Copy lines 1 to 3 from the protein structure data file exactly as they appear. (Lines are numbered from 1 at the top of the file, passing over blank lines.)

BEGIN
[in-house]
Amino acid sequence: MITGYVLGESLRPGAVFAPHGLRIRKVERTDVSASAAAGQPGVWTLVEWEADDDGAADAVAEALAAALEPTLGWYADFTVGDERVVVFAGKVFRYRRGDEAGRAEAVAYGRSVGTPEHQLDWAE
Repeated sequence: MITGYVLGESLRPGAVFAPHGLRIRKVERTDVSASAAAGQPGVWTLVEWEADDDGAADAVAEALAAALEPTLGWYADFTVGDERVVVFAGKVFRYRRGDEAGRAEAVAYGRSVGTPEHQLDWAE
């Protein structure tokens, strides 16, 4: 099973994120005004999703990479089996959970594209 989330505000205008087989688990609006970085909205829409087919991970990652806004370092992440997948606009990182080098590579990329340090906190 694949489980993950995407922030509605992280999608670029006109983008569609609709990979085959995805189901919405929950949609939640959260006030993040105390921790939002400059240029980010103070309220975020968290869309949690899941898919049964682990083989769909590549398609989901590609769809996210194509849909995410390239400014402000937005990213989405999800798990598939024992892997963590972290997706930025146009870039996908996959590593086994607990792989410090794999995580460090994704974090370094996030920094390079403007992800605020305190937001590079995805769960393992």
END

[in-house]
Amino acid sequence: MITGYVLGESLRPGAVFAPHGLRIRKVERTDVSASAAAGQPGVWTLVEWEADDDGAADAVAEALAAALEPTLGWYADFTVGDERVVVFAGKVFRYRRGDEAGRAEAVAYGRSVGTPEHQLDWAE
Repeated sequence: MITGYVLGESLRPGAVFAPHGLRIRKVERTDVSASAAAGQPGVWTLVEWEADDDGAADAVAEALAAALEPTLGWYADFTVGDERVVVFAGKVFRYRRGDEAGRAEAVAYGRSVGTPEHQLDWAE